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Stuck in a rut

Pakistan spends more on defence than on education and health. This leads to low GDP rates, which fuels poverty. The complete Talibanisation of the State follows, writes GD Bakshi.

india Updated: Apr 01, 2009 22:31 IST
GD Bakshi
GD Bakshi

Monday’s attack on the police academy in Manawan, Pakistan, reminds us of Stephen P. Cohen’s seminal 2006 work, On the Idea of Pakistan, where he wrote: “Pakistan could again become its own worst enemy, that highly dangerous future might be in store...would Pakistan dissolve slowly or collapse in a sudden cataclysm? Or would it become an outlaw and a threat to the entire world; acting as a base for international terrorism...Can Pakistan become a normal State at peace with its neighbours and itself?”

Today, Cohen’s words sound like a self-fulfilling prophecy. The real cause for Pakistan’s systemic collapse is the high investments its military is making in asymmetric warfare. To seek military parity with India, it has often rented out its territory to extra-regional powers in return for military aid from the US.

Pakistan is paying a steep price for destabilising the region and employing non-State actors for spreading chaos. This has led to the weaponisation of its own society to the extent of making the State dysfunctional. The real power in Pakistan is the military-Inter-Services Intelligence complex. For decades, it has ensured that despite foreign aid, Pakistan was spending 6-9 per cent of its GDP on defence while the average expenditure on education has been just 1.7 per cent and 0.4 per cent on health.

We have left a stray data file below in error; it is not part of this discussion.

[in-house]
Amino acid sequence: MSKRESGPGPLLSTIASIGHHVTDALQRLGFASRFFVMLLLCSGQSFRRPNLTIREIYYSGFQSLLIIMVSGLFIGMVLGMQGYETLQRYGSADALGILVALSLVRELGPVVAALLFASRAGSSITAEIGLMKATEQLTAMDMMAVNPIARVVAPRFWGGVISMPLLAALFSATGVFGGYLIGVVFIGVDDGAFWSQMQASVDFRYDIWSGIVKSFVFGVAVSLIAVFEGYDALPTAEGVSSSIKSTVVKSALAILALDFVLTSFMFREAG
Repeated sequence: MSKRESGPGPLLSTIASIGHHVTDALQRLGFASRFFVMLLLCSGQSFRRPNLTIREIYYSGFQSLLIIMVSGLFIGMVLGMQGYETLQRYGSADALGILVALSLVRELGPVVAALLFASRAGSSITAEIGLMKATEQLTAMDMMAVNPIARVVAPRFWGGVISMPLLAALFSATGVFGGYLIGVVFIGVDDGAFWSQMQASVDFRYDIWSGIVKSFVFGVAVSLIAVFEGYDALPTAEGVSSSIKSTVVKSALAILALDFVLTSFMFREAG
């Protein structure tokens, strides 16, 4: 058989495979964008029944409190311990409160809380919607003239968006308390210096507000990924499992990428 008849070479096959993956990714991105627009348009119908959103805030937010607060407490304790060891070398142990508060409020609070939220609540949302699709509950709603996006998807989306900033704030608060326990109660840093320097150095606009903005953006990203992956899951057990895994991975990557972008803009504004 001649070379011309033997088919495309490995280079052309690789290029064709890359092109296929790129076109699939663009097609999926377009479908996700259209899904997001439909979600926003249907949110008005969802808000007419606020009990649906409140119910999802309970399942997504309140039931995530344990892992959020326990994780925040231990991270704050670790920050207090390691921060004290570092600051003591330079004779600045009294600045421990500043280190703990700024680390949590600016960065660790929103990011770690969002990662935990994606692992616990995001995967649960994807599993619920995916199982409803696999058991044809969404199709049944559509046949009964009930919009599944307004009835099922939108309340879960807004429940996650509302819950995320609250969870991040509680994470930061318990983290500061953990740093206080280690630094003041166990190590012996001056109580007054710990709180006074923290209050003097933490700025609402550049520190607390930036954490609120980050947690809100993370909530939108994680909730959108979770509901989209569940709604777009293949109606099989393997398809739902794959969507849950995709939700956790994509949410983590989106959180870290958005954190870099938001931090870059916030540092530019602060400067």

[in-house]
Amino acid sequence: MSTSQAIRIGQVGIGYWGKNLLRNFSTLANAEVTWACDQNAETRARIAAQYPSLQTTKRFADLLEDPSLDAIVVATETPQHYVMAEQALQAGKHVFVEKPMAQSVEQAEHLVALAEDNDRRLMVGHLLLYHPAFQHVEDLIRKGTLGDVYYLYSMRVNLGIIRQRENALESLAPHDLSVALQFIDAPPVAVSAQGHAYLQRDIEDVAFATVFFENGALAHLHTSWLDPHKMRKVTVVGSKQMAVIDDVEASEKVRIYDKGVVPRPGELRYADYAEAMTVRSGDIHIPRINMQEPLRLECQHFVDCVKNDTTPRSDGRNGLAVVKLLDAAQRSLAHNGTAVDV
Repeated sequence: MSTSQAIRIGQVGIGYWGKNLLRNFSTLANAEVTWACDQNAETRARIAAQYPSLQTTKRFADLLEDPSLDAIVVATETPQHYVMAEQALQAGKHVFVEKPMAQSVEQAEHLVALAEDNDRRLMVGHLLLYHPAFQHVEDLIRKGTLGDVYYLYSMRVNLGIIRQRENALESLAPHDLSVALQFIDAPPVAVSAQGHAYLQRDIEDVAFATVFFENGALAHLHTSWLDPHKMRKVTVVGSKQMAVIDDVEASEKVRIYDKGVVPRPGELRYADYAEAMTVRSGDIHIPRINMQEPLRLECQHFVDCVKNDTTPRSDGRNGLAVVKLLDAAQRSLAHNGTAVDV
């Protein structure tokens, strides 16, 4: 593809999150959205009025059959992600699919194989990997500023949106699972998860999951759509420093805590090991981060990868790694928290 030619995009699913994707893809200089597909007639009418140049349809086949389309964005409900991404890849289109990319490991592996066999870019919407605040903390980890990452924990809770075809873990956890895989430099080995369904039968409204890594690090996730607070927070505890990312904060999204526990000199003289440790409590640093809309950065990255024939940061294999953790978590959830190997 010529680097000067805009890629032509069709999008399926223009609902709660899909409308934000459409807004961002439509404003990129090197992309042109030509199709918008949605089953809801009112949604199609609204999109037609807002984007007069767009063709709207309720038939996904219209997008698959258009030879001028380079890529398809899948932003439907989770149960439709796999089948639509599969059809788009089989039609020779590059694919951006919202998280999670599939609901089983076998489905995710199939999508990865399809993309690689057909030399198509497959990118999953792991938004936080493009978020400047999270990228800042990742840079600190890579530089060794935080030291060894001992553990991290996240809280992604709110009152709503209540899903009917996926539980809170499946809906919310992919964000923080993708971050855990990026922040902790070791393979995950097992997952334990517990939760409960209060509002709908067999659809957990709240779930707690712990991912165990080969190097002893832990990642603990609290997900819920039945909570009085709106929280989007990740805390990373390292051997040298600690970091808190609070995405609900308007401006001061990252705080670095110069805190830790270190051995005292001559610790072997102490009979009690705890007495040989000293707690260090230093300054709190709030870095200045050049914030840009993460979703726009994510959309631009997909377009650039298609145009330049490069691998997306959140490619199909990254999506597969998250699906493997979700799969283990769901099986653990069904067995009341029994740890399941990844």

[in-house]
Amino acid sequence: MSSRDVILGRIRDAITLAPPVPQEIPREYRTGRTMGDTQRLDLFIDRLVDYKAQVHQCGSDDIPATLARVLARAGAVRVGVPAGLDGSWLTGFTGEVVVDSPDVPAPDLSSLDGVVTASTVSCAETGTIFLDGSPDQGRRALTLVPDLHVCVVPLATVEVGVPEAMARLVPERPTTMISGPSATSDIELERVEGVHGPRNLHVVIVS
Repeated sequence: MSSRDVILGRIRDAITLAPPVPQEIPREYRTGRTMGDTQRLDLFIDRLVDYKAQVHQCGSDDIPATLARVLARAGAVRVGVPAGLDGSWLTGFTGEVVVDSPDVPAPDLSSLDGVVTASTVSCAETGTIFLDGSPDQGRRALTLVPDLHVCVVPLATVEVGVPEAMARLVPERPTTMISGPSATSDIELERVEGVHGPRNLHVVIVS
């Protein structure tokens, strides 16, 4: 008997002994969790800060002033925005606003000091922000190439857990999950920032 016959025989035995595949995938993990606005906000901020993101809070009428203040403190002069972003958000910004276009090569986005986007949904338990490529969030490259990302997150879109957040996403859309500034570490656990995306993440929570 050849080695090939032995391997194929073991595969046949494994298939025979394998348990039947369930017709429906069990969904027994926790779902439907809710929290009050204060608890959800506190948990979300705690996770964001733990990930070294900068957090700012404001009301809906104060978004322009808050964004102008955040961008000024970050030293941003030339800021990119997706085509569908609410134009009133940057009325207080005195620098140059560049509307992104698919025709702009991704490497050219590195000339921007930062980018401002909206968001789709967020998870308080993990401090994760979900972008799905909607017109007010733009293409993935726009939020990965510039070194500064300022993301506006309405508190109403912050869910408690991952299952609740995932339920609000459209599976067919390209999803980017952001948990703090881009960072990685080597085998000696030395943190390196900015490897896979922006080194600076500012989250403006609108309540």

Pakistani economist Sultan Bashir has highlighted this basic structural flaw in the country’s economy, which lies in a ‘low equilibrium trap’ that stems from its low rate of domestic savings. This leads to low growth rates of GDP, which further lowers the rate of domestic savings and fuels poverty. This, in turn, leads to the poverty trap forcing families to push their children into madrasas for two square meals a day. The number of madrasas in Pakistan in 1947 was 245. By 2000, the registered number rose up to 11,882. Add the unregistered ones and the count climbs to over 45,000.

As long as Pakistan keeps spending huge amounts on its military, poverty will continue to rise in Pakistan. This will lead to the complete Talibanisation of the State.

GD Bakshi is a retired Major General of the Indian Army